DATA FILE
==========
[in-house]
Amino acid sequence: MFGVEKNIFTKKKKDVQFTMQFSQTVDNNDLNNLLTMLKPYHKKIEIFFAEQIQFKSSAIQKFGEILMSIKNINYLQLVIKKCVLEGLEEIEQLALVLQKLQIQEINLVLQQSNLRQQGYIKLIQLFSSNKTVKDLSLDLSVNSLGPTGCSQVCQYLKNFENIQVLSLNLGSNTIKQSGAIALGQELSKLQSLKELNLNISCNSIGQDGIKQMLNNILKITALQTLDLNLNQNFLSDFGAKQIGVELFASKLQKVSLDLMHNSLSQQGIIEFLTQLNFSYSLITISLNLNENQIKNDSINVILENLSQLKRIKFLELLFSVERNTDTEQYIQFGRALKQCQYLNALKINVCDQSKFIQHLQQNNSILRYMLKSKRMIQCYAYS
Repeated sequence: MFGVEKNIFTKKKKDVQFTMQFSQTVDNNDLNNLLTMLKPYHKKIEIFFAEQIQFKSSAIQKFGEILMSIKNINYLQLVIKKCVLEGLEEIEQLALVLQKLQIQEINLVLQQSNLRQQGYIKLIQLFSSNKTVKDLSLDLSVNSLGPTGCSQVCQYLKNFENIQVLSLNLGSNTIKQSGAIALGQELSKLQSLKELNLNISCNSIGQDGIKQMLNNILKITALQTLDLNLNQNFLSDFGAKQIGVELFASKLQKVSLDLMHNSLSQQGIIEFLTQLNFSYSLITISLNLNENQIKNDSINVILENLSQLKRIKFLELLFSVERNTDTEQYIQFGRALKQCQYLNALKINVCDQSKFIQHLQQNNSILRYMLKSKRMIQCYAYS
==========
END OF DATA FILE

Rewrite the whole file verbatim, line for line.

[in-house]
Amino acid sequence: MFGVEKNIFTKKKKDVQFTMQFSQTVDNNDLNNLLTMLKPYHKKIEIFFAEQIQFKSSAIQKFGEILMSIKNINYLQLVIKKCVLEGLEEIEQLALVLQKLQIQEINLVLQQSNLRQQGYIKLIQLFSSNKTVKDLSLDLSVNSLGPTGCSQVCQYLKNFENIQVLSLNLGSNTIKQSGAIALGQELSKLQSLKELNLNISCNSIGQDGIKQMLNNILKITALQTLDLNLNQNFLSDFGAKQIGVELFASKLQKVSLDLMHNSLSQQGIIEFLTQLNFSYSLITISLNLNENQIKNDSINVILENLSQLKRIKFLELLFSVERNTDTEQYIQFGRALKQCQYLNALKINVCDQSKFIQHLQQNNSILRYMLKSKRMIQCYAYS
Repeated sequence: MFGVEKNIFTKKKKDVQFTMQFSQTVDNNDLNNLLTMLKPYHKKIEIFFAEQIQFKSSAIQKFGEILMSIKNINYLQLVIKKCVLEGLEEIEQLALVLQKLQIQEINLVLQQSNLRQQGYIKLIQLFSSNKTVKDLSLDLSVNSLGPTGCSQVCQYLKNFENIQVLSLNLGSNTIKQSGAIALGQELSKLQSLKELNLNISCNSIGQDGIKQMLNNILKITALQTLDLNLNQNFLSDFGAKQIGVELFASKLQKVSLDLMHNSLSQQGIIEFLTQLNFSYSLITISLNLNENQIKNDSINVILENLSQLKRIKFLELLFSVERNTDTEQYIQFGRALKQCQYLNALKINVCDQSKFIQHLQQNNSILRYMLKSKRMIQCYAYS